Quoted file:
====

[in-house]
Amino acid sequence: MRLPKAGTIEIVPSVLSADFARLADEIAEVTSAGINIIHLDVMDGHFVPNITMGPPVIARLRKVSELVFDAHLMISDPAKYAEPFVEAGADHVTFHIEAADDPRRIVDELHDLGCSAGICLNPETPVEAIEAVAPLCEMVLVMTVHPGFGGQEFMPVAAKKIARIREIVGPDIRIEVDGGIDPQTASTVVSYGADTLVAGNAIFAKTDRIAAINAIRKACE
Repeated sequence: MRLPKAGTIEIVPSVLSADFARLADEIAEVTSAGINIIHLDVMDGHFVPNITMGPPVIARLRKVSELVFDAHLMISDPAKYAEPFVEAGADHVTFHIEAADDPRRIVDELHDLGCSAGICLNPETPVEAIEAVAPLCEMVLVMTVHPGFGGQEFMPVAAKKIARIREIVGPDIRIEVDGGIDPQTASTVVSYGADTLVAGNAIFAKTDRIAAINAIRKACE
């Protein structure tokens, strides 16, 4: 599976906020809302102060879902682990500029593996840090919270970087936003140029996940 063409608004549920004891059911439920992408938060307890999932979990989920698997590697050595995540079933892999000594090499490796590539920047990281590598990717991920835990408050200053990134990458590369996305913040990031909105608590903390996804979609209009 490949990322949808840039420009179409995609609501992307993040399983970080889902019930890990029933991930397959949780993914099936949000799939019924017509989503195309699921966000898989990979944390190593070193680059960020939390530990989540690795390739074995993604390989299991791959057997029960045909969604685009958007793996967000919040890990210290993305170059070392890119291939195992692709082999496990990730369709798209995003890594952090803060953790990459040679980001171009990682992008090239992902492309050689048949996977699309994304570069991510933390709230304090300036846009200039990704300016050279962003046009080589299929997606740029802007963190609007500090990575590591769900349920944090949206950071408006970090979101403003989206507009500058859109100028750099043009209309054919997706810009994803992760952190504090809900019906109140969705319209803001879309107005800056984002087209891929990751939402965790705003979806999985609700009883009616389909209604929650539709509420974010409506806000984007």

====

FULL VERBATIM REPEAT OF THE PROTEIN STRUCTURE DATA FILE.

[in-house]
Amino acid sequence: MRLPKAGTIEIVPSVLSADFARLADEIAEVTSAGINIIHLDVMDGHFVPNITMGPPVIARLRKVSELVFDAHLMISDPAKYAEPFVEAGADHVTFHIEAADDPRRIVDELHDLGCSAGICLNPETPVEAIEAVAPLCEMVLVMTVHPGFGGQEFMPVAAKKIARIREIVGPDIRIEVDGGIDPQTASTVVSYGADTLVAGNAIFAKTDRIAAINAIRKACE
Repeated sequence: MRLPKAGTIEIVPSVLSADFARLADEIAEVTSAGINIIHLDVMDGHFVPNITMGPPVIARLRKVSELVFDAHLMISDPAKYAEPFVEAGADHVTFHIEAADDPRRIVDELHDLGCSAGICLNPETPVEAIEAVAPLCEMVLVMTVHPGFGGQEFMPVAAKKIARIREIVGPDIRIEVDGGIDPQTASTVVSYGADTLVAGNAIFAKTDRIAAINAIRKACE
């Protein structure tokens, strides 16, 4: 599976906020809302102060879902682990500029593996840090919270970087936003140029996940 063409608004549920004891059911439920992408938060307890999932979990989920698997590697050595995540079933892999000594090499490796590539920047990281590598990717991920835990408050200053990134990458590369996305913040990031909105608590903390996804979609209009 490949990322949808840039420009179409995609609501992307993040399983970080889902019930890990029933991930397959949780993914099936949000799939019924017509989503195309699921966000898989990979944390190593070193680059960020939390530990989540690795390739074995993604390989299991791959057997029960045909969604685009958007793996967000919040890990210290993305170059070392890119291939195992692709082999496990990730369709798209995003890594952090803060953790990459040679980001171009990682992008090239992902492309050689048949996977699309994304570069991510933390709230304090300036846009200039990704300016050279962003046009080589299929997606740029802007963190609007500090990575590591769900349920944090949206950071408006970090979101403003989206507009500058859109100028750099043009209309054919997706810009994803992760952190504090809900019906109140969705319209803001879309107005800056984002087209891929990751939402965790705003979806999985609700009883009616389909209604929650539709509420974010409506806000984007």